as to ‘congress’ equating to ‘the state’, is that what harvey means inside this country? would he (and you) see bernie in the oval as ‘opening up space’ as he does for podemos *if they make a government* (last i read, they hadn’t)? stopping lobbyist-written legislation would seem key, especially in state govt., but how does that happen from inside? maybe i’m underthinking because i’m in too much of a hurry to see justice flow up like…er…well, around here the jest is that mormons can make water run uphill…;-)

      the global infrastructure systems he mentions…i have to think about, especially as he mentions them as necessary in ameliorating climate change, yet breezes by ‘green capitalism and green consumerism’ after his brief discussion on consumerism. ah, well, it’s a short interview… but no one in paris talked about the crucial need for people living with a low-carbon footprint, just public/private partnerships of ‘clean energy’ solar, biomass, wind power, which of course…is another capitalist con.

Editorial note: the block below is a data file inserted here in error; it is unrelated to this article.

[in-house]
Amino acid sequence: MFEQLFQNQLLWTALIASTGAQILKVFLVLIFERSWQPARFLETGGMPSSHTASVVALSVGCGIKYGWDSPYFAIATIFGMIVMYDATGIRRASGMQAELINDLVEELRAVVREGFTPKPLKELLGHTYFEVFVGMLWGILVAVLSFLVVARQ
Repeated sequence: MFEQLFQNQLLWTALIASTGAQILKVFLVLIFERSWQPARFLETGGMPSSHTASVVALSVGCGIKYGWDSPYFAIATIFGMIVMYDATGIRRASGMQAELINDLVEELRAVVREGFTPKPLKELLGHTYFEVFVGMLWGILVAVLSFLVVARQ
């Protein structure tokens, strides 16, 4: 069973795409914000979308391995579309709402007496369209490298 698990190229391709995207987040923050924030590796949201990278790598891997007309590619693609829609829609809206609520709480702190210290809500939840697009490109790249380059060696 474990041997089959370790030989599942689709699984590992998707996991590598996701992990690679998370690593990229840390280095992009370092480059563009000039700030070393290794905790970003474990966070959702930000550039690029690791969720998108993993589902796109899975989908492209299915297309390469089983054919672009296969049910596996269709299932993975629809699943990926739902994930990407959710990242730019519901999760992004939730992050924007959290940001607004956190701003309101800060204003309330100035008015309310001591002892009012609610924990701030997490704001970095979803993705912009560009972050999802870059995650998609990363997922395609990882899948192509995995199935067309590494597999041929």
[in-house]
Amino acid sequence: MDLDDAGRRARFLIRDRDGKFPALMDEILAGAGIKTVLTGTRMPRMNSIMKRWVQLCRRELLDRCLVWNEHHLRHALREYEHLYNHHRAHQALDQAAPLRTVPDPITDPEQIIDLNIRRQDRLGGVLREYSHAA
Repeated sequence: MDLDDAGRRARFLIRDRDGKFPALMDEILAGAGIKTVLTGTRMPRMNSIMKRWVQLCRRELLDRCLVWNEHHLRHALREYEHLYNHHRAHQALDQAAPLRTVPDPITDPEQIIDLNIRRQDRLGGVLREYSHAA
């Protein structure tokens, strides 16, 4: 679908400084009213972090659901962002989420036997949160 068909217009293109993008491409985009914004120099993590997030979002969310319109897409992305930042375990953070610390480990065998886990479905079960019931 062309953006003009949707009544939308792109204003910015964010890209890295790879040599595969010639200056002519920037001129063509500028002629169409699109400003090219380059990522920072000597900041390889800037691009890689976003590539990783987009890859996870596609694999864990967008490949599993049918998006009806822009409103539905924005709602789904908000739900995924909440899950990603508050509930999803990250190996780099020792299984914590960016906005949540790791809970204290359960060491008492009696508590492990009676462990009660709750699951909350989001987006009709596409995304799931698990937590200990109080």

ah, i need to start the day; more later as i can. thank you for the conversation, as ever.

  10. nite. read a lot today, did a lot chores. dream of a better world, look at the night sky if it’s visible where you are. inspirational perspective, at least…most of the time. ;-)